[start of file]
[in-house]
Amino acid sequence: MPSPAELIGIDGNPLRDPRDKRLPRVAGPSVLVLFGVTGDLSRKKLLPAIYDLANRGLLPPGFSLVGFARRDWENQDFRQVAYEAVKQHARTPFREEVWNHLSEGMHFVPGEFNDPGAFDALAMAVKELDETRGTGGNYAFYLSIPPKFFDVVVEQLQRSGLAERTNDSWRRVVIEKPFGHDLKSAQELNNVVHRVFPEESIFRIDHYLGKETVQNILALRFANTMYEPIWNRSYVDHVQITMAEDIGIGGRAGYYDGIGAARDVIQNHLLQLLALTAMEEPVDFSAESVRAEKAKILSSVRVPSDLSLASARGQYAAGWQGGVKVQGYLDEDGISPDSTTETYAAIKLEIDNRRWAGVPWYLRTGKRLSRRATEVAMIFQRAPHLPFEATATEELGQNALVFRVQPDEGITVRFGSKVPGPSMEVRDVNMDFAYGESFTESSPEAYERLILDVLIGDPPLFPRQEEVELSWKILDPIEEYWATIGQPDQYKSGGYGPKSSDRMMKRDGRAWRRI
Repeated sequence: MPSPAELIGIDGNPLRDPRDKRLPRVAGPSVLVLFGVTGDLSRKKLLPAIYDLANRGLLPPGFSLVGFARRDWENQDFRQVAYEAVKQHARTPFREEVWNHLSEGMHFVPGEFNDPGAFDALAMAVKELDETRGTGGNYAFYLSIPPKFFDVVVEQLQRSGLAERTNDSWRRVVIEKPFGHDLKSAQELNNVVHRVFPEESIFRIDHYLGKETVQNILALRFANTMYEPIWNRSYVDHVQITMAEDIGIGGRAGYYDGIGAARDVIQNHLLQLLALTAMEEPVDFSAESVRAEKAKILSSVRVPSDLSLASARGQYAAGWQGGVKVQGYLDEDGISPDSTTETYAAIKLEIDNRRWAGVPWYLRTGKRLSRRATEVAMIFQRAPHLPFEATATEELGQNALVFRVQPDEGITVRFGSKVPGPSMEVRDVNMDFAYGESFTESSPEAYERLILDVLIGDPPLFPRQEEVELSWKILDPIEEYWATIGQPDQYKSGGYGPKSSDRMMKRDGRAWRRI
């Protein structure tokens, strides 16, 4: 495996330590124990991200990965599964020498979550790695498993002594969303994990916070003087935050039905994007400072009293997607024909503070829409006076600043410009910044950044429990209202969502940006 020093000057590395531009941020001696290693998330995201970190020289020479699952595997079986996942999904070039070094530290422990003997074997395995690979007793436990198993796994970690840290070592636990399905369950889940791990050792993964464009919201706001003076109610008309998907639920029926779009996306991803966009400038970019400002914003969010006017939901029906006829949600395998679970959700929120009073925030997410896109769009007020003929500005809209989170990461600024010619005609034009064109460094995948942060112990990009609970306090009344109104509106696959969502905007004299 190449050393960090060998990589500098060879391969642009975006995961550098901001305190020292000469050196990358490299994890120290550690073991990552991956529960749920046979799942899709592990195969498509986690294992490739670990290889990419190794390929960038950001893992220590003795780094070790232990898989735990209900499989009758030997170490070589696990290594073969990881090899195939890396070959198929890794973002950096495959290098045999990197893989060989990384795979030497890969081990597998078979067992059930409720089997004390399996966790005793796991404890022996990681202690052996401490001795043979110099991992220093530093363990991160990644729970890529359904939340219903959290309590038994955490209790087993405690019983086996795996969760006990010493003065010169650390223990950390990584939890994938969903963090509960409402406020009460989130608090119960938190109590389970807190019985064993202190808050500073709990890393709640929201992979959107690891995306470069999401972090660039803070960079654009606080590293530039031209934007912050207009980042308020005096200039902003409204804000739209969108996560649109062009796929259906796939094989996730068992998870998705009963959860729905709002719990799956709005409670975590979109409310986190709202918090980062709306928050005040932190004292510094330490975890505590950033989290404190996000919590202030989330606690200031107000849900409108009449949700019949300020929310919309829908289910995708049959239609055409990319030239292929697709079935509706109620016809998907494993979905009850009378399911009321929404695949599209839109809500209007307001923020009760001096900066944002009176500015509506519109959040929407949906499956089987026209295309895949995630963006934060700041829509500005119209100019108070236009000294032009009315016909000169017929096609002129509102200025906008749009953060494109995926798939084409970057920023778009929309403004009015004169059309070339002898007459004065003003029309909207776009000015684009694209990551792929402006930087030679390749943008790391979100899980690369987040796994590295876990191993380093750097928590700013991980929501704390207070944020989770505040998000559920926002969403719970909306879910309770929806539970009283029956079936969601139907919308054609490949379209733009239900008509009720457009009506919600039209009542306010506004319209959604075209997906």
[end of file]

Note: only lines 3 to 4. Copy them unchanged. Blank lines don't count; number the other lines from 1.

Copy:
Repeated sequence: MPSPAELIGIDGNPLRDPRDKRLPRVAGPSVLVLFGVTGDLSRKKLLPAIYDLANRGLLPPGFSLVGFARRDWENQDFRQVAYEAVKQHARTPFREEVWNHLSEGMHFVPGEFNDPGAFDALAMAVKELDETRGTGGNYAFYLSIPPKFFDVVVEQLQRSGLAERTNDSWRRVVIEKPFGHDLKSAQELNNVVHRVFPEESIFRIDHYLGKETVQNILALRFANTMYEPIWNRSYVDHVQITMAEDIGIGGRAGYYDGIGAARDVIQNHLLQLLALTAMEEPVDFSAESVRAEKAKILSSVRVPSDLSLASARGQYAAGWQGGVKVQGYLDEDGISPDSTTETYAAIKLEIDNRRWAGVPWYLRTGKRLSRRATEVAMIFQRAPHLPFEATATEELGQNALVFRVQPDEGITVRFGSKVPGPSMEVRDVNMDFAYGESFTESSPEAYERLILDVLIGDPPLFPRQEEVELSWKILDPIEEYWATIGQPDQYKSGGYGPKSSDRMMKRDGRAWRRI
């Protein structure tokens, strides 16, 4: 495996330590124990991200990965599964020498979550790695498993002594969303994990916070003087935050039905994007400072009293997607024909503070829409006076600043410009910044950044429990209202969502940006 020093000057590395531009941020001696290693998330995201970190020289020479699952595997079986996942999904070039070094530290422990003997074997395995690979007793436990198993796994970690840290070592636990399905369950889940791990050792993964464009919201706001003076109610008309998907639920029926779009996306991803966009400038970019400002914003969010006017939901029906006829949600395998679970959700929120009073925030997410896109769009007020003929500005809209989170990461600024010619005609034009064109460094995948942060112990990009609970306090009344109104509106696959969502905007004299 190449050393960090060998990589500098060879391969642009975006995961550098901001305190020292000469050196990358490299994890120290550690073991990552991956529960749920046979799942899709592990195969498509986690294992490739670990290889990419190794390929960038950001893992220590003795780094070790232990898989735990209900499989009758030997170490070589696990290594073969990881090899195939890396070959198929890794973002950096495959290098045999990197893989060989990384795979030497890969081990597998078979067992059930409720089997004390399996966790005793796991404890022996990681202690052996401490001795043979110099991992220093530093363990991160990644729970890529359904939340219903959290309590038994955490209790087993405690019983086996795996969760006990010493003065010169650390223990950390990584939890994938969903963090509960409402406020009460989130608090119960938190109590389970807190019985064993202190808050500073709990890393709640929201992979959107690891995306470069999401972090660039803070960079654009606080590293530039031209934007912050207009980042308020005096200039902003409204804000739209969108996560649109062009796929259906796939094989996730068992998870998705009963959860729905709002719990799956709005409670975590979109409310986190709202918090980062709306928050005040932190004292510094330490975890505590950033989290404190996000919590202030989330606690200031107000849900409108009449949700019949300020929310919309829908289910995708049959239609055409990319030239292929697709079935509706109620016809998907494993979905009850009378399911009321929404695949599209839109809500209007307001923020009760001096900066944002009176500015509506519109959040929407949906499956089987026209295309895949995630963006934060700041829509500005119209100019108070236009000294032009009315016909000169017929096609002129509102200025906008749009953060494109995926798939084409970057920023778009929309403004009015004169059309070339002898007459004065003003029309909207776009000015684009694209990551792929402006930087030679390749943008790391979100899980690369987040796994590295876990191993380093750097928590700013991980929501704390207070944020989770505040998000559920926002969403719970909306879910309770929806539970009283029956079936969601139907919308054609490949379209733009239900008509009720457009009506919600039209009542306010506004319209959604075209997906």